What a Turkey!

Don't Underestimate the Intelligence of this Bird

Published Jan 20th 2013 in Wildlife

“What a turkey!” People think turkeys are dumb. “Turkeys are so dumb they stand out in the rain with their beak up and open and they drown to death just standing there!” I guess I am dumber than a turkey, for I think they are downright spooky smart. I am not the only one, though, for author Joe Hutto published a fine book about raising a couple of clutches from eggs to eventual “rewilding.” He walked with them through wooded land in Florida, and they stayed in a pen he built for them

Hutto noticed that the “drove” of turkeys had favorite places they loved to spend time in, and loved so much that they would run ahead of him to get there first. Turkeys spend some time getting comfortable before settling in and enduring the mid-afternoon heat. They investigated every bit of the ground, and spend time flipping bone, turtle shell and other objects they find. Expert herpetologists, the turkeys always found many more snakes and other reptiles and amphibians than Hutto.

Rattlesnakes drew their attention the most, even as young poults. Hutto believes that turkeys are hardwired for the dangers of their world, knowing innately that certain things are deadly enemies, and that they should be looked for when out on a feeding stroll. They traveled through the landscape at a sedate pace, pausing often to circle around something found, and discussing it in low turkey purrs. Their curiousity was augmented by superior memory – certain locations where objects, food, snakes or other reptiles, were remembered for as long as Hutto accompanied them.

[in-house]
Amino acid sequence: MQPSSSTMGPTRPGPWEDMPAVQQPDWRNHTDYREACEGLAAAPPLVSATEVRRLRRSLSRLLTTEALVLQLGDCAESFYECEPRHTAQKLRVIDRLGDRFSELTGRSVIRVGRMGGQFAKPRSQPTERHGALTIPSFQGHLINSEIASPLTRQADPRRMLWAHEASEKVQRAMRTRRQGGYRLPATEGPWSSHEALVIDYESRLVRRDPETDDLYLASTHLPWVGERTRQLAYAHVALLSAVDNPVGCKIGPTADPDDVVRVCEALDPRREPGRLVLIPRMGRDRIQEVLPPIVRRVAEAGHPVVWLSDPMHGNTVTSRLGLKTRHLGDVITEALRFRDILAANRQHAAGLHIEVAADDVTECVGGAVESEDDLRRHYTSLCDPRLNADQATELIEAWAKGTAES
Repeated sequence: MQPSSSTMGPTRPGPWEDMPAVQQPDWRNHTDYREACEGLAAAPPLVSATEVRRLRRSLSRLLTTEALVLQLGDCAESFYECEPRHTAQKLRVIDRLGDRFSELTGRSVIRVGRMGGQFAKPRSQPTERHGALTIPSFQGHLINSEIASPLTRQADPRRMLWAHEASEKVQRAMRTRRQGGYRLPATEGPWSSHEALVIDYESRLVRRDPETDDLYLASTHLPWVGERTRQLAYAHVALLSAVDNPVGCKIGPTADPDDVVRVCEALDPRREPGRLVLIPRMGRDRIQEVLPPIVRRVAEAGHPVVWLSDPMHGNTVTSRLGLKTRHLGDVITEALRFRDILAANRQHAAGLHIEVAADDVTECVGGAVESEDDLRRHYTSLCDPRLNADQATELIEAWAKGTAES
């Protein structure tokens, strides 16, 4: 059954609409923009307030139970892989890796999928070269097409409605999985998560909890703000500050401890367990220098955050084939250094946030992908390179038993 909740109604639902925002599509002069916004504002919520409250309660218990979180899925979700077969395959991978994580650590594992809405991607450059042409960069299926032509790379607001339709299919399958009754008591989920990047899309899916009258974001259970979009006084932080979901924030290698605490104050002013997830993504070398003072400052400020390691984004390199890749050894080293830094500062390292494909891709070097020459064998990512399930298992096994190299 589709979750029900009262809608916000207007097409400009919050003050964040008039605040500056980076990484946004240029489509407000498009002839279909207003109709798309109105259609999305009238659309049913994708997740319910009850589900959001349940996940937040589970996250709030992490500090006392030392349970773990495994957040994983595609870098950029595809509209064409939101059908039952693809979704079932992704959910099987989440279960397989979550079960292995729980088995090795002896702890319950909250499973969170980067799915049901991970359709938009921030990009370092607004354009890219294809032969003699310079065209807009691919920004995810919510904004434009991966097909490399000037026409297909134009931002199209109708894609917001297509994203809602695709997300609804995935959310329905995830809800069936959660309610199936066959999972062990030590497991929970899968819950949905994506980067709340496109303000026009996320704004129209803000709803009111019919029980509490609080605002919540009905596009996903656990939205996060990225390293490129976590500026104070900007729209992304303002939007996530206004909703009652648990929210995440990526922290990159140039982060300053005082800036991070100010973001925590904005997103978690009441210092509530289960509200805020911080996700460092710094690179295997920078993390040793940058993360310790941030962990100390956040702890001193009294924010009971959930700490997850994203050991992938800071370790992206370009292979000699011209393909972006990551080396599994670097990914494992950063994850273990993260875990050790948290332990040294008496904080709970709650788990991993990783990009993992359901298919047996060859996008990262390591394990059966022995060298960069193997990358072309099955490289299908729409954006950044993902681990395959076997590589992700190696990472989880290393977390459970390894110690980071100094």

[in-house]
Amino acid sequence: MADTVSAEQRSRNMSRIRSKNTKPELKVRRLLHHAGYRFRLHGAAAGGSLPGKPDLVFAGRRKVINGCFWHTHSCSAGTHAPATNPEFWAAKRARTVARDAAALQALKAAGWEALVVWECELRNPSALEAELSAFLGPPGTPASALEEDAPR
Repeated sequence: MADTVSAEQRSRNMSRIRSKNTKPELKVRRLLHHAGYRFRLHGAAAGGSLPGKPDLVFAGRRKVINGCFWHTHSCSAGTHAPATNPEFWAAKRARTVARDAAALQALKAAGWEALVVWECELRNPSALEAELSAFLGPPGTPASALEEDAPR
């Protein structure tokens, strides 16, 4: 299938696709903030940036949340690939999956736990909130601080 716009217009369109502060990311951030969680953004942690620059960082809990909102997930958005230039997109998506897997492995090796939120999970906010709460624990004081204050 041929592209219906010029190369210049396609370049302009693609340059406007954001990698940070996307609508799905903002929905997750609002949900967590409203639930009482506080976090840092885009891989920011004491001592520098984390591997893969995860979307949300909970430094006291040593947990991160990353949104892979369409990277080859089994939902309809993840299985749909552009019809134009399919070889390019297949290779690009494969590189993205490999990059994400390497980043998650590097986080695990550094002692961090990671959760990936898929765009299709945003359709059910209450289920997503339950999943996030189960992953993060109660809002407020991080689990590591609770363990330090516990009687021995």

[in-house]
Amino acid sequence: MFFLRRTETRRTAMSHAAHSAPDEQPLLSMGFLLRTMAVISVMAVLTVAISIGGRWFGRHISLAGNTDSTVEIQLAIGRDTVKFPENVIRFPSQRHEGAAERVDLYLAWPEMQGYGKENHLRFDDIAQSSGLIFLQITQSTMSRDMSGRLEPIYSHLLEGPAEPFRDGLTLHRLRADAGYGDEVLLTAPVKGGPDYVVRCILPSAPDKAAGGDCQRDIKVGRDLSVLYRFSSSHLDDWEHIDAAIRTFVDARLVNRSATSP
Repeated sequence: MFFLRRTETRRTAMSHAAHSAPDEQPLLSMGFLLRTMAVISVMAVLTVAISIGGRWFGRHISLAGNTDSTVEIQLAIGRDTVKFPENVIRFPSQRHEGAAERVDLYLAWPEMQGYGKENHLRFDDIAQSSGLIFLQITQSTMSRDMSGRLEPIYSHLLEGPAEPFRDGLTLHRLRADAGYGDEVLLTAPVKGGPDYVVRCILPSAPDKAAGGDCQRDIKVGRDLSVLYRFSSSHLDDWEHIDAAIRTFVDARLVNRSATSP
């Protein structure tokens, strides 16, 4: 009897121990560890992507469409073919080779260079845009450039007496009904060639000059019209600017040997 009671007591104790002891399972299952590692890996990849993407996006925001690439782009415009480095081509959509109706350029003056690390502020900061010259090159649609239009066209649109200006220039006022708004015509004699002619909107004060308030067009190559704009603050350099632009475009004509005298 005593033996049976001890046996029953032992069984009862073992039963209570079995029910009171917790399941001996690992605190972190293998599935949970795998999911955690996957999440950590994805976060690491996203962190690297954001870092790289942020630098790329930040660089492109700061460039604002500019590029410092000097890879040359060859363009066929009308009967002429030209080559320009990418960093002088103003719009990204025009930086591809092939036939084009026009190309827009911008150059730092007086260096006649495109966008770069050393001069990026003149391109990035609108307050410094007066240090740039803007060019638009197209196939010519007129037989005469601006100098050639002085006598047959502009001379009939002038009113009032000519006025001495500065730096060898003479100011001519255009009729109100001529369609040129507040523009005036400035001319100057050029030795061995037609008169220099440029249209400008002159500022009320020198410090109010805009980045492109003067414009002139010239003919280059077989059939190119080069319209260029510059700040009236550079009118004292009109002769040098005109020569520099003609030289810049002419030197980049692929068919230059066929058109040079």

Turkeys had been hunted almost to extinction most of America by the turn of the century. The funds of the Pittman-Robertson bill, beginning in the depths of the Great Depression, which taxes guns and ammunition and sends the money (to this day) to state and federal programs focused on natural resources conservation. Turkeys came back to the southern Llano Estacado in the 1960s. A family friend, a rancher in Glasscock County, immediately started feeding the first flock that began roosting in hispocket forests along Mustang Draw, and allowed no turkey hunting. Even on the coldest day, he would make his rounds, feeding cattle if need be, but always feeding turkey. They came “arunning” when they heard his truck. Other landowners protected their increase as well.

Turkeys spend the night off the ground. Places like South Llano River State Park has winter roost sites of 500 or more turkeys, while other roosts are much smaller. Here in Midland County I know of three roost sites. One can be seen from the asphalt, down on Midkiff Road, where it crosses Monahans Draw. They spend the night on the highline towers, about 1500 feet from the road. The other places are hidden from the public eye, down in the pocket forests of the draws. There was a roost at I-20 and the Garden City Hiway, back when there was a forest of feral Siberian elms where a convenience store is now.

Some populations of turkey have adapted to life in small Texas towns. Balmorhea, Marfa, and Fort Stockton all have flocks that wander the streets. For the most part, Texas residents are fond of the critters. In other places where the phenomenon has occurred, people unfamiliar with livestock or even the out of doors have become completely terrified of the turkeys in the street, and their story even makes the national news from time to time.

Many West Texas ranchers have flocks of turkey that visit the ranchhouse, pens, barns, and yards.